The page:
Alice in Burtonland

Anyone remember when Tim Burton made good movies?  I may be a big weirdo since I’m one of the few who enjoyed Mars Attacks, but he used to be very dependable.  He used to be able to maintain a nice balance of oddness and cleverness juxtaposed against the mundane.  Nowadays, this balance has gone out of whack.  Maybe he feels the need to top himself with every film, but with the aid of CGI the visuals have become more outrageous and overwhelming.  As if nobody’s had the heart to tell him, “Too many notes.”  Funny that his last decent movie, Big Fish, was the least Tim Burtonish.

It’s curious that Burton even bothered to handle this latest version of Alice, since he expressed in interviews that he never felt any sort of connection to it.  To him, it was just a girl wandering to one random event after another.  Which sounds really boring when you say it like that, but any value lost from lack of structure can be made up by wit.  Does it really matter that Alice hits the fifteen or thirty minute points, making sure her character progression happens at the correct time and rhythm?  Apparently so, as Burton has manually arranged the movie so that it has a Story©Robert McKee.  Alice can’t just go on a series of entertaining adventures, she must learn and grow and come out the other end a better person.  This is what people do in movies.  Formulas work!  That’s why they’re called formulas.

So Alice is now nineteen and is about to be married off to some dude she doesn’t like who has a digestive problem (comedy!).  She’s not having that, so she runs off to Wonderland (or Underland, apparently?) to have an honest to god Joseph Campbell brand of the Hero’s Journey.  The Call to Adventure, the Refusal of the Call, the Supernatural Aid, the Belly of the Whale, it’s pretty much all there.  There’s even this magic scroll that tells Alice exactly what she needs to do to save the kingdom from Darth Vader the Red Queen.  She has to slay a freaking dragon, while spouting action hero quips no less.  Everything now all well and good in Wonderland, Alice opts to return to real life so that she can take over her father’s business.  Of course, she only gets the job through nepotism (unintentional subtext?).  And so, happy ending is achieved and Alice has learned a valuable lesson: Don’t let anyone control your life.  Well….except that she learned that by doing exactly what the good guys told her to do.  What?  Nevermind that, look at this awesome CGI!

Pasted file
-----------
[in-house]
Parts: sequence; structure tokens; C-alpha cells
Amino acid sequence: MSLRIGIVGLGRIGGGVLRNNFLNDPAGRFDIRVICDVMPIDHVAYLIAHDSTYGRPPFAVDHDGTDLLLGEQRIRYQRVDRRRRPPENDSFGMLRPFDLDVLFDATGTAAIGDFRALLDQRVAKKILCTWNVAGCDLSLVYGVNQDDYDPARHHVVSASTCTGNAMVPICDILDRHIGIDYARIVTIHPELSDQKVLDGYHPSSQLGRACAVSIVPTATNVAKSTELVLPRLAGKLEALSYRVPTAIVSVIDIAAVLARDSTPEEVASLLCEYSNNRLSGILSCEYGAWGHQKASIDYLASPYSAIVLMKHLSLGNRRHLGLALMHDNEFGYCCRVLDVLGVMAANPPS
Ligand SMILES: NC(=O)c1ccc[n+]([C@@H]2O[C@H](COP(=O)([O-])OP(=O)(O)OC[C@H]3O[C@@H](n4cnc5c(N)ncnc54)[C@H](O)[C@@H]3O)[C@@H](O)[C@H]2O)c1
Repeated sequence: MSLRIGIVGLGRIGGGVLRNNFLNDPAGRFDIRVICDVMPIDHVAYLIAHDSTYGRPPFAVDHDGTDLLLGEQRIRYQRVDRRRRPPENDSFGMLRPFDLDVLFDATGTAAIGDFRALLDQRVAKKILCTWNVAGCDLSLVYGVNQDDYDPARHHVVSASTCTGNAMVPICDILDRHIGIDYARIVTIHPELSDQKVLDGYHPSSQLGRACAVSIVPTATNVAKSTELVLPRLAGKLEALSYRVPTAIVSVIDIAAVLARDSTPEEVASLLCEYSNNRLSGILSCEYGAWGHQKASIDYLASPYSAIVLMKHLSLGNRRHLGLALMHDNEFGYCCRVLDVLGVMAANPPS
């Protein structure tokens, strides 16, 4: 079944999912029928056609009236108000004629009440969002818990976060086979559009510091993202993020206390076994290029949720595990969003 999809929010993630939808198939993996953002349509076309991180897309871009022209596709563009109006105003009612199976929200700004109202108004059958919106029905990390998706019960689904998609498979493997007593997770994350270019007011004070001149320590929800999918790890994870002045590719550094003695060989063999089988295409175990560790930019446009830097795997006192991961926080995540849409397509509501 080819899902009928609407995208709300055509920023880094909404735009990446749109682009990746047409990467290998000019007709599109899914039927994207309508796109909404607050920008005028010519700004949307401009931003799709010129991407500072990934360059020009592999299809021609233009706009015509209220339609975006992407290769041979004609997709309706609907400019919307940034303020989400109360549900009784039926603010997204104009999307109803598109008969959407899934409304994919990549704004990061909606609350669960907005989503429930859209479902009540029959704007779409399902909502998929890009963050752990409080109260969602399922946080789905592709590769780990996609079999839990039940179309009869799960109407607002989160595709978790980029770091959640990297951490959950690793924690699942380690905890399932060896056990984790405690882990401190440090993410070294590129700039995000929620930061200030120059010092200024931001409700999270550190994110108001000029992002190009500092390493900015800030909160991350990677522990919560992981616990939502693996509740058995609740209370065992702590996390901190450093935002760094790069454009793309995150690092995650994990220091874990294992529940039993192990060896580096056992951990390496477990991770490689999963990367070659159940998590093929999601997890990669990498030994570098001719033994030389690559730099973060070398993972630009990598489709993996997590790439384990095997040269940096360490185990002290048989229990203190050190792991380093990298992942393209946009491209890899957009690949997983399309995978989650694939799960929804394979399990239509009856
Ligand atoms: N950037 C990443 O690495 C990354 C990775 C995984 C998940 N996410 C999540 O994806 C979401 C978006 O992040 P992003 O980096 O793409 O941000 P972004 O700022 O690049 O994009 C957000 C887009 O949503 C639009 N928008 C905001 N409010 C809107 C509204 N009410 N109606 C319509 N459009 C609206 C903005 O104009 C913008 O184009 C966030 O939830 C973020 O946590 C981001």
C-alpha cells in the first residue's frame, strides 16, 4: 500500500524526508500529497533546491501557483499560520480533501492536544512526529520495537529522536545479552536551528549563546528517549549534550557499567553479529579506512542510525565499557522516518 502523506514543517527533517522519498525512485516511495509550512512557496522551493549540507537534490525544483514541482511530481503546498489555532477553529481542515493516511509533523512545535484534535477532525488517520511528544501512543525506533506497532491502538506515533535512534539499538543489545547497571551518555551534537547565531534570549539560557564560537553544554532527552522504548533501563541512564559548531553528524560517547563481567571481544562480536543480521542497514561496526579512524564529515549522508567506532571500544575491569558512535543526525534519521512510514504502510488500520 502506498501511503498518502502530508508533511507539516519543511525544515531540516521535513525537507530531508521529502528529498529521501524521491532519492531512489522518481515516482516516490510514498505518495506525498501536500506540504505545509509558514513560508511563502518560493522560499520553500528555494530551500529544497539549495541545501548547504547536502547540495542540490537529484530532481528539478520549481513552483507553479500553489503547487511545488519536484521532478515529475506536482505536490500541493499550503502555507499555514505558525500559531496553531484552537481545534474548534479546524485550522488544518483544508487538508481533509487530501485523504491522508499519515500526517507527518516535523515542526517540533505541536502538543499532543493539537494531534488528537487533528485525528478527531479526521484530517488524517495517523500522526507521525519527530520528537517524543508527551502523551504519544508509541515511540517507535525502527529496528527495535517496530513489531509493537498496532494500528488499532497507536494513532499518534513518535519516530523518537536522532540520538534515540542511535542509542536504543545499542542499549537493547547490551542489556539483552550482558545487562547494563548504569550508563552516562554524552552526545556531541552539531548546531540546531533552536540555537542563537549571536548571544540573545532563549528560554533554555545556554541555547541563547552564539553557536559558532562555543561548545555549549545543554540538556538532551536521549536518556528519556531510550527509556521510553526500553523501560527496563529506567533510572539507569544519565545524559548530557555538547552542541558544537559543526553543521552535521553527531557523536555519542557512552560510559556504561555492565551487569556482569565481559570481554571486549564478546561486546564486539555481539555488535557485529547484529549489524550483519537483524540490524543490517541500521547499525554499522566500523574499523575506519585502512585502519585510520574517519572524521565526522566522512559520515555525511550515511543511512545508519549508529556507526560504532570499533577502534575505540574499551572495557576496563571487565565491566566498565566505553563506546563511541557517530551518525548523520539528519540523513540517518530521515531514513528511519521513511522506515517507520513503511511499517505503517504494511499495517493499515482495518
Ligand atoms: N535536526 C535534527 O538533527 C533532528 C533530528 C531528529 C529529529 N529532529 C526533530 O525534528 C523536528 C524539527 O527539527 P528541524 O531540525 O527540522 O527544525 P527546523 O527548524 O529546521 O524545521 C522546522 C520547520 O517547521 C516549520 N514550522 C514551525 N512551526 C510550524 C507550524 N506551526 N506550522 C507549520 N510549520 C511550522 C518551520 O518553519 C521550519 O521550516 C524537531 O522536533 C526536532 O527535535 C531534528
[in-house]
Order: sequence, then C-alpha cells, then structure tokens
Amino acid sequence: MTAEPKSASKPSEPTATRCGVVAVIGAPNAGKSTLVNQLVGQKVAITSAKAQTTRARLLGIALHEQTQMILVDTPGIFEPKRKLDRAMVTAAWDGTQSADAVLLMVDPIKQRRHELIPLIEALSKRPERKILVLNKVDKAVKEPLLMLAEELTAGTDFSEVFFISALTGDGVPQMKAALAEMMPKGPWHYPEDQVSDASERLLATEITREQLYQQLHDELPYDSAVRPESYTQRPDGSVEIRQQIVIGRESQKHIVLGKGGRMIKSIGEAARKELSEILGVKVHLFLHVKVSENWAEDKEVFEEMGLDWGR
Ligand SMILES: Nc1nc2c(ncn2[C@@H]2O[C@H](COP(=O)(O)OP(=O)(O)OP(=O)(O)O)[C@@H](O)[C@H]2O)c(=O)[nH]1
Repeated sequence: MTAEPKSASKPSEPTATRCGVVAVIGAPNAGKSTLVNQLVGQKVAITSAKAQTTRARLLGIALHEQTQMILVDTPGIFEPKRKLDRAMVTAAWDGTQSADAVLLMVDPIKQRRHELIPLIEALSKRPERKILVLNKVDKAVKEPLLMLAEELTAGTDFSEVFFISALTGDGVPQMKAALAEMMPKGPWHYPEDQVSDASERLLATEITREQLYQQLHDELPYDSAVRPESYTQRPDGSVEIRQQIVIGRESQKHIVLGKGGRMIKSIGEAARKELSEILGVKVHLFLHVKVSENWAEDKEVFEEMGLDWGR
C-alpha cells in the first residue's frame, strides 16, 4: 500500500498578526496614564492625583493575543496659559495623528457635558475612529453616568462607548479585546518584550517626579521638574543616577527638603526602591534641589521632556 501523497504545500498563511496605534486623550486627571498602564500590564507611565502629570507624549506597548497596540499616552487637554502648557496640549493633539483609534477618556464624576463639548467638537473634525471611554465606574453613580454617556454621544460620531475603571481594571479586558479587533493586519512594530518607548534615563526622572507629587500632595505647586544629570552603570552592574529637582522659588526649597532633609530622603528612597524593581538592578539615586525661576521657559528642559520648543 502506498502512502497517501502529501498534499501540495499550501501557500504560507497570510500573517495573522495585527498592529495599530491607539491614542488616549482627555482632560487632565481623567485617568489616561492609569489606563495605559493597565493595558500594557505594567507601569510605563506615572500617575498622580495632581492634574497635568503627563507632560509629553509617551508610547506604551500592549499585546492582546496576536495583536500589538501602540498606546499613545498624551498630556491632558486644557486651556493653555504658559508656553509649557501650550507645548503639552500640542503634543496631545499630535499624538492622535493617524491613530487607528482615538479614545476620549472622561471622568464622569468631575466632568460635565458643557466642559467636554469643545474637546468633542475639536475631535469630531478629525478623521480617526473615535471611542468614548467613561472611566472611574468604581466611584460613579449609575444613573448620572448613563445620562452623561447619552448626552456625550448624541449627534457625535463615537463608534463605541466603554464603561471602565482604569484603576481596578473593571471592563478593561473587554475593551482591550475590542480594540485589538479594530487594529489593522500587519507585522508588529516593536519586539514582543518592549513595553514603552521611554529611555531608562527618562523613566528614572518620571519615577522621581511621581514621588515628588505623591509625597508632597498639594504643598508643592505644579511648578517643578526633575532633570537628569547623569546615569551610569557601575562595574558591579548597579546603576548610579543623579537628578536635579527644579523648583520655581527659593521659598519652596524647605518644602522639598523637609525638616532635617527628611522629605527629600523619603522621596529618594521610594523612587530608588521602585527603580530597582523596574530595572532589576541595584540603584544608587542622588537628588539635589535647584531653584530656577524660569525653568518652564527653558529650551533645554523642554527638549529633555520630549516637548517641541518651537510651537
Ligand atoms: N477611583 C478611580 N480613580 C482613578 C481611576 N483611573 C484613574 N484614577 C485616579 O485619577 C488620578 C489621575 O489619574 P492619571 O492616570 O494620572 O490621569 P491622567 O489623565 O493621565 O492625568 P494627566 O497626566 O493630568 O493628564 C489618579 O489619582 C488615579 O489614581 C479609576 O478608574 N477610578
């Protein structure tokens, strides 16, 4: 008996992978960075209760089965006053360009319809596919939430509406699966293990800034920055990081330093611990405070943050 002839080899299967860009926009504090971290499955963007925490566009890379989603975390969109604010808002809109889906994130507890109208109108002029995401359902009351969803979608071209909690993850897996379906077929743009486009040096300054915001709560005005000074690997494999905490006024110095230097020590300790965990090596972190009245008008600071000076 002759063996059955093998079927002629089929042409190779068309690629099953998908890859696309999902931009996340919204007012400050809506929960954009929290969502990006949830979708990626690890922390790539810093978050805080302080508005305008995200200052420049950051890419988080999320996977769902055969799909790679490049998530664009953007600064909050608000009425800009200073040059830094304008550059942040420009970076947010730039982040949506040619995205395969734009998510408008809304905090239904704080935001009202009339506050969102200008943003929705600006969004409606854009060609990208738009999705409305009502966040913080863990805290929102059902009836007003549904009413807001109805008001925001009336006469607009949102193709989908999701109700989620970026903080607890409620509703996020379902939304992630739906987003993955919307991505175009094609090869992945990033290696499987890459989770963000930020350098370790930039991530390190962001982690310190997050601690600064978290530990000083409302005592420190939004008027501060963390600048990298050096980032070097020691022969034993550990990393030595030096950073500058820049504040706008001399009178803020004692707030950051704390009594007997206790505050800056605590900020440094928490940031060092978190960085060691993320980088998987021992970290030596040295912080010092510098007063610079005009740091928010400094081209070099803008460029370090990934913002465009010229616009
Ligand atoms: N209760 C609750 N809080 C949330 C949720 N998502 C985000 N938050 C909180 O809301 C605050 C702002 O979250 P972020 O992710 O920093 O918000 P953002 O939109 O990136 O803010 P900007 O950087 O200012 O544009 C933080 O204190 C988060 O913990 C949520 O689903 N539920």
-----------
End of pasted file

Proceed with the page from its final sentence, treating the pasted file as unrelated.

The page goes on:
Yes, the CGI.  I’m sure it’s all quite advanced, how very nice for it, but it’s also disorienting and ugly—and we even saw this things in normal-D.  Visual noise cannot compensate for a terrible script.  Luckily, a gaggle of great actors can help.  Everyone here does pretty well with what they’re given, and Crispin Glover can always be relied upon to entertain by being creepy.  The standout surprisingly was Anne Hathaway in her small role of the White Queen, the only character who seemed genuinely crazy rather than quirky.  Bad writing, good mannerisms.

It’s telling that so much of this movie’s merchandise is sold at Hot Topic.  It’s a quirky Hollywood movie made for quirky Hollywood, just entertaining enough to make several hundred million dollars but not of sufficient quality to be memorable.  And unfortunately littered with modern, mainstream touches.  My wife said it best when Johnny Depp started breakdancing: “I’m going to barf.”

About Tim

Tim Bennett works for a publisher of science and technology, amongst other things.
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4 Responses to Alice in Burtonland

  1. Clint says:

    I had much the same reaction to the movie. I wasn’t sure what to expect going in, but what I felt like I got was a nigh 2-hour long cosplay advertisement.

  2. artofdawn says:

    I had to watch this in 2D (3D causes me to have migraines) and just found the story lacking. Still afraid I’m going to get the “It’s better in 3D. You need to watch it in 3D to like it”. But people don’t understand that the story is still failing in 3D.

    And am I the only one that found the old Jabberwocky picture spookier than the movie version?

  3. Clint says:

    That’s because the original picture was a freakish bucktoothed THING clad in a Victorian waistcoat, and this version was, well… a fairly generic dragon.

    One of these things looks like a figment of nightmare. The other looks like experience points on legs.

  4. Tim says:

    The story was indeed lacking. Funny though, seeing as they tried to add more of it. I did enjoy parts of it, but that was more from the actors than anything behind the camera.

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